2.1. Language exclusion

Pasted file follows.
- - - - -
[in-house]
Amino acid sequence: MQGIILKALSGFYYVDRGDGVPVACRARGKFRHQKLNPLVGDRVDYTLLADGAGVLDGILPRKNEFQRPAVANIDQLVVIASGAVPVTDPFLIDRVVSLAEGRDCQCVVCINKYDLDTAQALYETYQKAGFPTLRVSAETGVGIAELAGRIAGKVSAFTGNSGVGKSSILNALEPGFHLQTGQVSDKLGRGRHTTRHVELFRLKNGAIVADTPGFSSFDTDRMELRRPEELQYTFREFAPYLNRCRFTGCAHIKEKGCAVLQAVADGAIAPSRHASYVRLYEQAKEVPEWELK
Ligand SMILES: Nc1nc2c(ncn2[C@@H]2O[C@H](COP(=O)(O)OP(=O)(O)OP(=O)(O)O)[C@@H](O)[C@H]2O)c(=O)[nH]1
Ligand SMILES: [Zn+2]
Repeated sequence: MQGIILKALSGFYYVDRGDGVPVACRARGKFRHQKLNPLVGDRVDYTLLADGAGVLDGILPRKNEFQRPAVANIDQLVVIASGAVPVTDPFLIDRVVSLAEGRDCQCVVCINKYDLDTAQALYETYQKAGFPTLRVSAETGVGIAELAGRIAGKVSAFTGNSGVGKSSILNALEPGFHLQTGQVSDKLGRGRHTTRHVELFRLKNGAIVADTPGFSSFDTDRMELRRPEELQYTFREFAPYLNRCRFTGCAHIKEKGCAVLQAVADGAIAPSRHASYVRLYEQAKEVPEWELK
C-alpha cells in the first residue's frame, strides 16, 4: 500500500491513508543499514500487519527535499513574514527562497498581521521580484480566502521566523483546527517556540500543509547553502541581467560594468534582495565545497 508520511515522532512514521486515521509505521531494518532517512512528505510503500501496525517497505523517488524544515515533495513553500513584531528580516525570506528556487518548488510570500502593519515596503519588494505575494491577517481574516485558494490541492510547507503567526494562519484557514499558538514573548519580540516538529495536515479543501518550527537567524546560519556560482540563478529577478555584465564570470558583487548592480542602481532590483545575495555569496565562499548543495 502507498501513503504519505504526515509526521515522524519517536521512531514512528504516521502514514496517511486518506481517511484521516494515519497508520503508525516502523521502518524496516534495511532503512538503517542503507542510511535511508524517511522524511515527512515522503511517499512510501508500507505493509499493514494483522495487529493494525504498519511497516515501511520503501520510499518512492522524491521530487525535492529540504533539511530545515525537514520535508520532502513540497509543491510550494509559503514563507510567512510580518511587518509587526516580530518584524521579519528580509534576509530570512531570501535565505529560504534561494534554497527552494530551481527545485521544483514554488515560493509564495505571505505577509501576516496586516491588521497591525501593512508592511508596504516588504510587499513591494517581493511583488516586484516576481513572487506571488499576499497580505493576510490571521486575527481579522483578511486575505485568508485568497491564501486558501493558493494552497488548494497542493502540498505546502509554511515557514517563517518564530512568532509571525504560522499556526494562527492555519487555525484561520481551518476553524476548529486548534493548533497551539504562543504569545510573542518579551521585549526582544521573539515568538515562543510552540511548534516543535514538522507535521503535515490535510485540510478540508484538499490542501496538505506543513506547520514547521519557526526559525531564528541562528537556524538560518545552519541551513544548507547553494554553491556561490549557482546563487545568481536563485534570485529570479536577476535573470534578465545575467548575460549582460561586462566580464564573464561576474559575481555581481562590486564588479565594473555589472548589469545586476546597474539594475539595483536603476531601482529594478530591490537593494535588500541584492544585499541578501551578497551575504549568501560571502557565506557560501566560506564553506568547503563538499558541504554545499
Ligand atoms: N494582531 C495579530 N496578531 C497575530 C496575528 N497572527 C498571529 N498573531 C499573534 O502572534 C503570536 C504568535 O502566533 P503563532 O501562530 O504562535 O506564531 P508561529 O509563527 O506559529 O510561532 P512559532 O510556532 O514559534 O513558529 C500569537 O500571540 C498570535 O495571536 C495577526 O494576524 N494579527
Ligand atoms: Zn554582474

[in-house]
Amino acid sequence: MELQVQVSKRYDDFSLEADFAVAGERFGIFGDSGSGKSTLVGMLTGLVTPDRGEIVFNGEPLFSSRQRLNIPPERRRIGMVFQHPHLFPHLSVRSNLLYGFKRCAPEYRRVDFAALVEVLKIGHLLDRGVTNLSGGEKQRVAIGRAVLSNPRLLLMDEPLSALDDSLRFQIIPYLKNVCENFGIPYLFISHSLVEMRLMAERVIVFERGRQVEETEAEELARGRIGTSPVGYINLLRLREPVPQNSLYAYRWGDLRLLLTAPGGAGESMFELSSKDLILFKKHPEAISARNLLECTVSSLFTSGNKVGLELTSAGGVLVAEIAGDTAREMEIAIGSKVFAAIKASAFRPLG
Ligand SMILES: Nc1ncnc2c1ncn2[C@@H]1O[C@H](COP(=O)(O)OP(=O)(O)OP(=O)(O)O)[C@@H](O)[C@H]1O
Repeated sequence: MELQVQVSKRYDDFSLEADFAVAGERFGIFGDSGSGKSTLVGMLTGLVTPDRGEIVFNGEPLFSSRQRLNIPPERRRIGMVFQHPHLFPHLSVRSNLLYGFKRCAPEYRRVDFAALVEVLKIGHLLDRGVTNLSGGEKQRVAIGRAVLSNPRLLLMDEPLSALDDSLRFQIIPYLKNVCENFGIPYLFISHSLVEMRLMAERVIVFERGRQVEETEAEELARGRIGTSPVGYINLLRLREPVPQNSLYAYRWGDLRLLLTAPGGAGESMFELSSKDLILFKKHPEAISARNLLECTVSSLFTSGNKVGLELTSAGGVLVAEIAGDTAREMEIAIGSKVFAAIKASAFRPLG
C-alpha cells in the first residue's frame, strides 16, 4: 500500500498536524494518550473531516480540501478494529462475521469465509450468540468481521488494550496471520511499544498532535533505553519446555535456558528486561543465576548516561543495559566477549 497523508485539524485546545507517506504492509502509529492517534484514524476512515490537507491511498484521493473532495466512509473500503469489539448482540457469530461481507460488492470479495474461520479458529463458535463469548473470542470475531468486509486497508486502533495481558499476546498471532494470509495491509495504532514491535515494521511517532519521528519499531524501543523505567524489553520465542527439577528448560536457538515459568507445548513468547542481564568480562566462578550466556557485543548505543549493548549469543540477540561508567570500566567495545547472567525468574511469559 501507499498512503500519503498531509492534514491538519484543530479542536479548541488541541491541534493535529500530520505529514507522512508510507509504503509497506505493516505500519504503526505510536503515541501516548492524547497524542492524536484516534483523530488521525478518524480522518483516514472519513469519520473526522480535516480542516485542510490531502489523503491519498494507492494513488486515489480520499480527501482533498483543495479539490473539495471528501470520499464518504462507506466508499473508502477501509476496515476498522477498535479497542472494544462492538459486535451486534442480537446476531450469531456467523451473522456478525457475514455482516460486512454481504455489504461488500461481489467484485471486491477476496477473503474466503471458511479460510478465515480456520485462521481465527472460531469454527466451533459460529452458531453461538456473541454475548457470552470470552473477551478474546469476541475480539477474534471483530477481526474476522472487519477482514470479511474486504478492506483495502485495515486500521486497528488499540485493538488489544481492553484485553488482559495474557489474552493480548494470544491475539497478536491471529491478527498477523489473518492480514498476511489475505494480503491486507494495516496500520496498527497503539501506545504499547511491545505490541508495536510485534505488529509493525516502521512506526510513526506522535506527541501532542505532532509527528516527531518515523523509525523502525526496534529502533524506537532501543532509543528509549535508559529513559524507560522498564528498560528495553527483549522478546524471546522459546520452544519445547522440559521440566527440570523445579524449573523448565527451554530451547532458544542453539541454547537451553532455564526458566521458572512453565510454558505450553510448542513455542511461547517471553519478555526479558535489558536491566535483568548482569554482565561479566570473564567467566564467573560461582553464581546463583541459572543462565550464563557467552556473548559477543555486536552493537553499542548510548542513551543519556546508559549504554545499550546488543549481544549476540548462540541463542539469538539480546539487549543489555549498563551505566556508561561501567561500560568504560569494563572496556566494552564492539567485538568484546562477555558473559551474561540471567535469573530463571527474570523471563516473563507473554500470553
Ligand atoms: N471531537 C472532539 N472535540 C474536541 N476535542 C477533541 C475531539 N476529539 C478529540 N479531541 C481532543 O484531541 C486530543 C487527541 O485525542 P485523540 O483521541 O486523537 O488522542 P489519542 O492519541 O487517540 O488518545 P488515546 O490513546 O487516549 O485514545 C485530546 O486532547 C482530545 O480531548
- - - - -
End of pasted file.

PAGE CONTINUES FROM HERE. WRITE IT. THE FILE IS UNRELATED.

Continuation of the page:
Trends in International Mathematics and Science Study (TIMSS) 2015 results indicate clearly that students who write test in their spoken language at home perform far better than those who are tested in a foreign language.  revealed a significant difference of (p = .008) that was observed between a group of students whose proficiency in English was nurtured in an intervention and those who were in the control group, an indication that English holds a key towards successful access to mathematics learning for students. These findings reveal already that students with home language other than English are automatically excluded from learning; hence, an added challenge to them is to be proficient in English. This relationship between English language of instruction and students’ proficiency in English has been highlighted in the US research too for students whose home language is not English [10, 11, 12, 13]. Student participation and comprehension in mathematics learning are hindered by poor English fluency, and it impedes engagement with mathematical ideas [14, 15]. Hence, poor fluency in English excludes students from mathematics successful experiences. Ref.  asserts that language is a socio-cultural tool that allows students to gain access to ideas. This socio-cultural tool develops as an external tool while the child is born. Through interaction and observations with adults, the child begins to internalise vocabulary s/he hears; in doing so this, vocabulary becomes an internal tool to use to engage. Vygotsky then argues that when this vocabulary is used, it is no longer an external tool but an internal one. All children gather this language tool from their immediate environments and from their homes, and this tool becomes their cultural capital ; they use to make sense of the world.  highlights the importance of language in teaching and learning mathematics; they mention that the use of sociocultural theory in teaching mathematics is highly important as it embraces the language of the student and make connection for successful learning.